Vertical gardening, aeroponics, artificial intelligence, robotics and blockchain - all in one project

Locally grown herbs and mushrooms

In December 2017, I looked at a list of emerging technologies and was fascinated to read about the progress in so many different areas, but one of them caught my eye more than the others - Vertical farming.

To be frank, building a shelf with some LED lights and some pipes for water didn’t look challenging or innovative enough. I wanted to combine the latest advances in robotics, machine learning and blockchain as well as solve some of the problems we have with plastic waste as well as food waste, especially in the large cities. And in January 2018, I started project.

So, let’s have a look at the technologies that should help lift this project off the ground.

Vertical Farming — the idea is to construct stackable cubes that would be 1m x 1m x 1m in size and to make them out of wood and recycled plastic. Each mini greenhouse would have LED lights and a computer inside to track temperature, humidity and growth progress in general. The cubes would be designed to be placed outdoors and get the added energy boost from the sun and possible wind. We could make cube edges out of 10 to 12mm thickness bamboo canes that would get joined using plastic joints. Initially, we would 3D print the required connectors, but later replace 3D printed parts with injection moulding technology and recycled plastic. A lot of inspiration comes from the Precious Plastic project.

In aeroponics, plants spend 99.98% of their time in the air and 0.02% in direct contact with the hydro-atomised nutrient solution. The idea would be to use food waste and transform it to organic worm humus, then mix it with water and release this nutrient solution through the nozzles at regular intervals or when needed.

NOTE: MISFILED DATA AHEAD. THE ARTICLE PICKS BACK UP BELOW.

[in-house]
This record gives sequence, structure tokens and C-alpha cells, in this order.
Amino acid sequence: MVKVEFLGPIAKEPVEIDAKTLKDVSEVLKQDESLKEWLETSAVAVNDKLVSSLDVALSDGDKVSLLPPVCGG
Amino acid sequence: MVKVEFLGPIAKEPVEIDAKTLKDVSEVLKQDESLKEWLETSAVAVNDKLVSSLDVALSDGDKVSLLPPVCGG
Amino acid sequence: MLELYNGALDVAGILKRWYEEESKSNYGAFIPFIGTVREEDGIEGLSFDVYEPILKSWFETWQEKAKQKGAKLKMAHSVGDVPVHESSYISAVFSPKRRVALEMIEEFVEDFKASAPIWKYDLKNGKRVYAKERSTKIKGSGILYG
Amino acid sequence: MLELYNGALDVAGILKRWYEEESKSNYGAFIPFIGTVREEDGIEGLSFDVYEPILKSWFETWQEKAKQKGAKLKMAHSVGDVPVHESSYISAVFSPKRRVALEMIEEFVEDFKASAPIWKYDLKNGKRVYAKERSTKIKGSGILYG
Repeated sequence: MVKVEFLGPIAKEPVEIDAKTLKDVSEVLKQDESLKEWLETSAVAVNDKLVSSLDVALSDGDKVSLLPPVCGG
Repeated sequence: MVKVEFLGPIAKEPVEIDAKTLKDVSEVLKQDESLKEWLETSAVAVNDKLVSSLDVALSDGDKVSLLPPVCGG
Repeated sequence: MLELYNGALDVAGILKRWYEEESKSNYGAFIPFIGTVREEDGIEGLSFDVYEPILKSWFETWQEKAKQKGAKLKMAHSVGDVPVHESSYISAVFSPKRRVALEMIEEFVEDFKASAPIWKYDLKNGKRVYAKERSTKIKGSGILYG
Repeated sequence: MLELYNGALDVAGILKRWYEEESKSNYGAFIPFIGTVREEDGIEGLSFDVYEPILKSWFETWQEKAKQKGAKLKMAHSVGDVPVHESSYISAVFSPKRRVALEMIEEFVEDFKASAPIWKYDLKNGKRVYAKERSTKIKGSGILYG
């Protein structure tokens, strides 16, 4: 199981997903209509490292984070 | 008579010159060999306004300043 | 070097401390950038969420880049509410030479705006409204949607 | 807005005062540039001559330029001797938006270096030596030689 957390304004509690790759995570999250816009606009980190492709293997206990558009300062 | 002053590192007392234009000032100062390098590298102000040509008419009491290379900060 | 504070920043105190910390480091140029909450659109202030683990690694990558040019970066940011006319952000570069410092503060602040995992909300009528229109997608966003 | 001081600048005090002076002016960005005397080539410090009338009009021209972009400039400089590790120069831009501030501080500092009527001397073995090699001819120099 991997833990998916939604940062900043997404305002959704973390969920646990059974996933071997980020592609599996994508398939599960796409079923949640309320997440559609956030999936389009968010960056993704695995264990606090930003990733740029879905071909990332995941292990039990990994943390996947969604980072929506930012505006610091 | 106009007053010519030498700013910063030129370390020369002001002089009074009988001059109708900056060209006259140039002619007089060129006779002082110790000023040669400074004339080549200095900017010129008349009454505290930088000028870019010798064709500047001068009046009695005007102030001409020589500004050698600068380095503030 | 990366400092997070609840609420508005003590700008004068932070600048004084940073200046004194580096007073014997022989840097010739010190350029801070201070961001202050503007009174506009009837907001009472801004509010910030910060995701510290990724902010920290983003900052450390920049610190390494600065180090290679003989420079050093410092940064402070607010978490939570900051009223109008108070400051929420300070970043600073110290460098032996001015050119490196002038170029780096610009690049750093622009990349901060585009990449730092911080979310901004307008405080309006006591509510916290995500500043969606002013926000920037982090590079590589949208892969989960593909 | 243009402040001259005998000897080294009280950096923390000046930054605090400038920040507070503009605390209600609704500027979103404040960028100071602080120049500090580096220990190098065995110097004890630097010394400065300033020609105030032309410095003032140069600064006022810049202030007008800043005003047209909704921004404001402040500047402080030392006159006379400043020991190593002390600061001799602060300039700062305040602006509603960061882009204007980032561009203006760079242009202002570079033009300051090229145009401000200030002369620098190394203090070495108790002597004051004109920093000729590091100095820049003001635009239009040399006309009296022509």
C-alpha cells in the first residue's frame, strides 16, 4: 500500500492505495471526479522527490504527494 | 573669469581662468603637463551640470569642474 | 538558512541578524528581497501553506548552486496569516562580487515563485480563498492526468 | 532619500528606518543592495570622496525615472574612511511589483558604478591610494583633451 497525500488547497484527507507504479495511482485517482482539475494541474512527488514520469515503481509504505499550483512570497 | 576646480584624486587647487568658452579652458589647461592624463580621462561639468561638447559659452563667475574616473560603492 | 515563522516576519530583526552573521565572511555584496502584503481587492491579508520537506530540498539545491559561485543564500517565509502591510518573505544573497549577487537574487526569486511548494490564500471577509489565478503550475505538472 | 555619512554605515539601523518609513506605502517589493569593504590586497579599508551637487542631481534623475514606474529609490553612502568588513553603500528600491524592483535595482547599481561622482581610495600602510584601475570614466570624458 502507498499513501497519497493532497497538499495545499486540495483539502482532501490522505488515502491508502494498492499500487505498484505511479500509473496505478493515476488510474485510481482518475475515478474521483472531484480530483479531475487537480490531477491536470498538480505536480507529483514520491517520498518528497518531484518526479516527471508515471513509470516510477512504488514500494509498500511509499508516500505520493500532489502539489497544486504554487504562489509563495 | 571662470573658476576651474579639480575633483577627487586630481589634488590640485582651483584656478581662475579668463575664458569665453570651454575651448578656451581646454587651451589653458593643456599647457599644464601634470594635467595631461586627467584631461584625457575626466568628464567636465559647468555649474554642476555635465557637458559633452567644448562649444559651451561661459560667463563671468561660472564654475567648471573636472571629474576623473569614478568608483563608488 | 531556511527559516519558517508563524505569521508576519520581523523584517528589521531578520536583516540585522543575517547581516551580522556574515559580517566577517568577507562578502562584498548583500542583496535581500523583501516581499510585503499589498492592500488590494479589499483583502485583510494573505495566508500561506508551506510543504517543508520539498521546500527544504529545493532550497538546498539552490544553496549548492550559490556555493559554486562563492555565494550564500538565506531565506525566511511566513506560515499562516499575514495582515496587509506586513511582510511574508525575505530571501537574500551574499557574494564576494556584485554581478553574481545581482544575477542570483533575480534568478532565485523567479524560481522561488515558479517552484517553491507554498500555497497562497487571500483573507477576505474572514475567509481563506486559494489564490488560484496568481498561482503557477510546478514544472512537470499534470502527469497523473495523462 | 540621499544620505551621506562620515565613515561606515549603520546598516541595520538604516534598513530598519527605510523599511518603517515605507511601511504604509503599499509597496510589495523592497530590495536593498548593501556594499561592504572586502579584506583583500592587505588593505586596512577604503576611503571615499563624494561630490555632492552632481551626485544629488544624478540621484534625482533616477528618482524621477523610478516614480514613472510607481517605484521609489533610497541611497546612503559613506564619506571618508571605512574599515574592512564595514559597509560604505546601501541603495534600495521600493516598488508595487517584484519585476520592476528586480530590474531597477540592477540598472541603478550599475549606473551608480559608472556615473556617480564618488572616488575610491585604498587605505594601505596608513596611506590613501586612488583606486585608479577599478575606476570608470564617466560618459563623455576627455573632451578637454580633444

Robotic arm

Robotics — the first few prototypes will have to be assembled by hand, but the goal and the vision are to have a fully autonomous robotic assembly line and also no need for human involvement to expanding the stackable cube system and also look after it.

Artificial intelligence — or perhaps more specifically machine learning is applicable in many different aspects of this project. Camera built inside each cube could use computer vision to monitor the growth of the plant, detect if the seeds are sprouting on time. Arguably, the most exciting application of AI would be to apply reinforcement learning. The observable environment would be all possible sensors (temperature, humidity, light, power consumption, etc.). And all the actionable choices (turn the lights on or off or change the colour, spray the nutrient solution, shut the blinds, etc.) would form the action space. This way the system could learn how to save power and water and still grow healthy and tasty plants.


Blockchain —is what should allow attracting many contributors to this project and instead of saying just “thank you”, reward a contribution with some amount of cryptocurrency. All software and hardware designs produced by project should be open source, but people who are contributing to improve the design or promote the project would get their share. The idea would be to create something like Liquid democracy — a Decentralized Autonomous Organization, open source all the sketches, pieces of software code, hardware design and let the community move this project forward and commercially benefit from doing so. If people would want to grow plants in this cube system, they could freely do so, but if they would like to sell their yields through network to local restaurants, perhaps small percentage (5% or so) of fiat currency could be exchanged for cryptocurrency.

So what problem does this project intend to solve? In fact, few problems — turn plastic and food waste into something useful and also grow local organic herbs and mushrooms all year round rather than bring them on the planes. There’s no intention to replace other gardening methods, but this would allow getting fresh herbs and mushrooms on the table in just a few hours after harvesting them. Restaurants could grow some of it by themselves or get from the neighbours.

Next steps? The design and the construction of the first prototype are currently in progress and is expected to see the daylight in May 2018. Once it’s ready, there will be a blog post about it, and perhaps this cube could be displayed somewhere in London, maybe in a pub with a garden.

Until then, feel free to check the more frequent updates on the Instagram or Twitter.